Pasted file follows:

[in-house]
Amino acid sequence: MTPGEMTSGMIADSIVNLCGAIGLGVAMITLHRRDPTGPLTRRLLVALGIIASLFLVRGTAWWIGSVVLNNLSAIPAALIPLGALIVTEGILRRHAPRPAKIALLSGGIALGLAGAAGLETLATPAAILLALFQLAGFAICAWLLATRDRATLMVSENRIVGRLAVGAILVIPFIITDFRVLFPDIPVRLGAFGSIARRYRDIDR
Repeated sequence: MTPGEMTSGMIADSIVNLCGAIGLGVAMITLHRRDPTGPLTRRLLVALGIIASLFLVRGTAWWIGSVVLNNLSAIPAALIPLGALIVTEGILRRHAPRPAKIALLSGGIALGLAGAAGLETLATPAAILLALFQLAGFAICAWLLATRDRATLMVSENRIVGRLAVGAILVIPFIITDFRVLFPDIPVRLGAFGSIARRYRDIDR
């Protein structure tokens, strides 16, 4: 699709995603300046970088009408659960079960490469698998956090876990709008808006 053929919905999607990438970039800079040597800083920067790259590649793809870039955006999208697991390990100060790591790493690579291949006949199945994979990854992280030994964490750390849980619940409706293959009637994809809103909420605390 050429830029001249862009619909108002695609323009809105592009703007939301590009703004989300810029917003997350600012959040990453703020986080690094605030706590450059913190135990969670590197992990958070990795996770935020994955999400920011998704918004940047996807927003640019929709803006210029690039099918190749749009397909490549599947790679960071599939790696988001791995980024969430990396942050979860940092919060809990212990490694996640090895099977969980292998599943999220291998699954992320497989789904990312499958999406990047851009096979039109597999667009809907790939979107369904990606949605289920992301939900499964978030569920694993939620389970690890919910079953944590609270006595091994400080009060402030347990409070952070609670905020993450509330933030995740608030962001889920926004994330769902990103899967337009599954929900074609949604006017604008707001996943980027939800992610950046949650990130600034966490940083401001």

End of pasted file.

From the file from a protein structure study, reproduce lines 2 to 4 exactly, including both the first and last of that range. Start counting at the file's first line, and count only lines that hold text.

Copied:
Amino acid sequence: MTPGEMTSGMIADSIVNLCGAIGLGVAMITLHRRDPTGPLTRRLLVALGIIASLFLVRGTAWWIGSVVLNNLSAIPAALIPLGALIVTEGILRRHAPRPAKIALLSGGIALGLAGAAGLETLATPAAILLALFQLAGFAICAWLLATRDRATLMVSENRIVGRLAVGAILVIPFIITDFRVLFPDIPVRLGAFGSIARRYRDIDR
Repeated sequence: MTPGEMTSGMIADSIVNLCGAIGLGVAMITLHRRDPTGPLTRRLLVALGIIASLFLVRGTAWWIGSVVLNNLSAIPAALIPLGALIVTEGILRRHAPRPAKIALLSGGIALGLAGAAGLETLATPAAILLALFQLAGFAICAWLLATRDRATLMVSENRIVGRLAVGAILVIPFIITDFRVLFPDIPVRLGAFGSIARRYRDIDR
């Protein structure tokens, strides 16, 4: 699709995603300046970088009408659960079960490469698998956090876990709008808006 053929919905999607990438970039800079040597800083920067790259590649793809870039955006999208697991390990100060790591790493690579291949006949199945994979990854992280030994964490750390849980619940409706293959009637994809809103909420605390 050429830029001249862009619909108002695609323009809105592009703007939301590009703004989300810029917003997350600012959040990453703020986080690094605030706590450059913190135990969670590197992990958070990795996770935020994955999400920011998704918004940047996807927003640019929709803006210029690039099918190749749009397909490549599947790679960071599939790696988001791995980024969430990396942050979860940092919060809990212990490694996640090895099977969980292998599943999220291998699954992320497989789904990312499958999406990047851009096979039109597999667009809907790939979107369904990606949605289920992301939900499964978030569920694993939620389970690890919910079953944590609270006595091994400080009060402030347990409070952070609670905020993450509330933030995740608030962001889920926004994330769902990103899967337009599954929900074609949604006017604008707001996943980027939800992610950046949650990130600034966490940083401001």